Desmin As A Type IIi Intermediate Filament Protein

1423 Words Aug 11th, 2016 6 Pages
Desmin: Its Role in Desminopathy

Introduction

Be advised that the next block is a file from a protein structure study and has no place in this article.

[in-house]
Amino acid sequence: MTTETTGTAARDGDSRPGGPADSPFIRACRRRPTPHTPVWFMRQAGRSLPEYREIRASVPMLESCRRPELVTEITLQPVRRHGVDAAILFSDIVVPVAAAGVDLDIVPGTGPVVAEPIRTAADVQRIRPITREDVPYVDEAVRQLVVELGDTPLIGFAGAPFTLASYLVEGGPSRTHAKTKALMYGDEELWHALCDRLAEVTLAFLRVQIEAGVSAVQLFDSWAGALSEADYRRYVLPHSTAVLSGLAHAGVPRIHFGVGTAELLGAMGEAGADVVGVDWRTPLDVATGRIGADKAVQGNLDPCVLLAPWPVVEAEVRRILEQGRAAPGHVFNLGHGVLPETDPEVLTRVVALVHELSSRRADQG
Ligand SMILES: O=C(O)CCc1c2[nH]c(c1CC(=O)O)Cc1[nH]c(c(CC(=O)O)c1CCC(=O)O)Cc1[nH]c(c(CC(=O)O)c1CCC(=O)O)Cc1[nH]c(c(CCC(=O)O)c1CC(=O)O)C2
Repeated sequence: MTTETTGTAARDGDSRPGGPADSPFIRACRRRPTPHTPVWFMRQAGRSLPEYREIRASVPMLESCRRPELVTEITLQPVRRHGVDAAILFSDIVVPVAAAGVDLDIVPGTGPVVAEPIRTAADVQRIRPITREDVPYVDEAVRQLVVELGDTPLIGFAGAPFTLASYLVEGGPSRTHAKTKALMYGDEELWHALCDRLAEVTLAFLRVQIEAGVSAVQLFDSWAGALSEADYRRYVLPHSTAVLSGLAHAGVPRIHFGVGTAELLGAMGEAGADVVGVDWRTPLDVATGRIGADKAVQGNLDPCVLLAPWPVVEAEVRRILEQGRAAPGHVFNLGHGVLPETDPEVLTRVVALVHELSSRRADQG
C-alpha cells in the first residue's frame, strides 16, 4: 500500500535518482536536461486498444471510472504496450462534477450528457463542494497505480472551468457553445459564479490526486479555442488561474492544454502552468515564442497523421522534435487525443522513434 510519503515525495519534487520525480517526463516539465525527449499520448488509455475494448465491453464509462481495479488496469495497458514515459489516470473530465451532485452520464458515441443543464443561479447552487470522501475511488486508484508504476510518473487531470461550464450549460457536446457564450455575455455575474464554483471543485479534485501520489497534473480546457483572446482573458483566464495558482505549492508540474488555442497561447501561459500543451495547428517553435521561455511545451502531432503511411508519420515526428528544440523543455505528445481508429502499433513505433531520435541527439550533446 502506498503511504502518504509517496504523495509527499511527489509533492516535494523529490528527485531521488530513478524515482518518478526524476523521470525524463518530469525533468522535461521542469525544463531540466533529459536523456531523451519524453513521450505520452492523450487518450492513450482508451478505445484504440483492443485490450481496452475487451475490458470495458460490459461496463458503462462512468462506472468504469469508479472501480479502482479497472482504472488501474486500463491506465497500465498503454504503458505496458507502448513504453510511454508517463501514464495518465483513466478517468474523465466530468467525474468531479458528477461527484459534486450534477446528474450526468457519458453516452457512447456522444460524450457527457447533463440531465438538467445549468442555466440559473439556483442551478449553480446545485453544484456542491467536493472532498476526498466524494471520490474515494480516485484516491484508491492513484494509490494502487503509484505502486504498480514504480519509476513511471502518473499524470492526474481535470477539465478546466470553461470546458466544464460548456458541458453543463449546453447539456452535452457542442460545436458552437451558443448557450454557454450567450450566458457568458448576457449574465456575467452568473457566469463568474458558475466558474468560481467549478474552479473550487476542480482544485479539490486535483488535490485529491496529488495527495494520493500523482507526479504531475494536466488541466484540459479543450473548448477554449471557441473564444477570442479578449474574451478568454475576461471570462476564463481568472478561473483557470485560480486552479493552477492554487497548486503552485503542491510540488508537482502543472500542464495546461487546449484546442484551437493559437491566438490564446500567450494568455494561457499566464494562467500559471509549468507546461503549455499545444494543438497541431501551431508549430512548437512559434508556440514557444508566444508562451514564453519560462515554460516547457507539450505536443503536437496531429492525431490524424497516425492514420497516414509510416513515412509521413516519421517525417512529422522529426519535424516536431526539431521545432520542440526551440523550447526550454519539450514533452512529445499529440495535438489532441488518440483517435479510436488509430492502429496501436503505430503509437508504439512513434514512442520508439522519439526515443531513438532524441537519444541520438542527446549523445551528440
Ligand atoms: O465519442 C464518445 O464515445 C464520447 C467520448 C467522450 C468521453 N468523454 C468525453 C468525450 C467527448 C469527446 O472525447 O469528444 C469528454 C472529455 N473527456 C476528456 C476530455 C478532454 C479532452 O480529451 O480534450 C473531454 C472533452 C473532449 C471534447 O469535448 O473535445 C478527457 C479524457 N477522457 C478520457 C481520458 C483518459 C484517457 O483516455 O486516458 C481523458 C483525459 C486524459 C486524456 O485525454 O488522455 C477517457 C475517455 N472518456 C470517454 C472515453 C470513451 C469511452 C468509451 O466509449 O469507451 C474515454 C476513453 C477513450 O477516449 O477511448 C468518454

Desmin is a type III intermediate filament protein that is muscle-specific and is found in all muscle types: smooth, cardiac, and skeletal. Autosomal dominant and autosomal recessive desmin gene mutations affect desmin (DES) and oftentimes αβ-crystallin (CRYAB), a chaperone for DES, which leads to a type myofibrillar myopathy, known as desminopathy (Goldfarb et al., 2010). Desmin is the most abundant IF protein in striated and smooth muscle cells and is one of the earliest markers of muscle development (Clemen et al., 2012). Desmin filaments are mainly located at the periphery of Z-disk of striated muscles and at the dense bodies of smooth muscle cells, and they have been thought to play a major role in the maintenance of structural and mechanical integrity of the contractile apparatus in muscle tissues (Paulin & Li, 2004). A dysfunctional desmin protein cannot properly interact with Z-discs, leading to abnormalities of sarcomere structure and problems with the formation of myofibrils (NIH, 2016). The resulting pathology, desminopathy, is one of the most common intermediate filament human disorders associated with mutations in closely interacting proteins (Goldfarb & Dalakas, 2009). This condition is defined as skeletal and cardiac myopathy characterized by the presence of chimeric aggregates in muscle fiber areas that consist of DES, CRYAB and other proteins (Goldfarb et al., 2010). While a few desmin-related…
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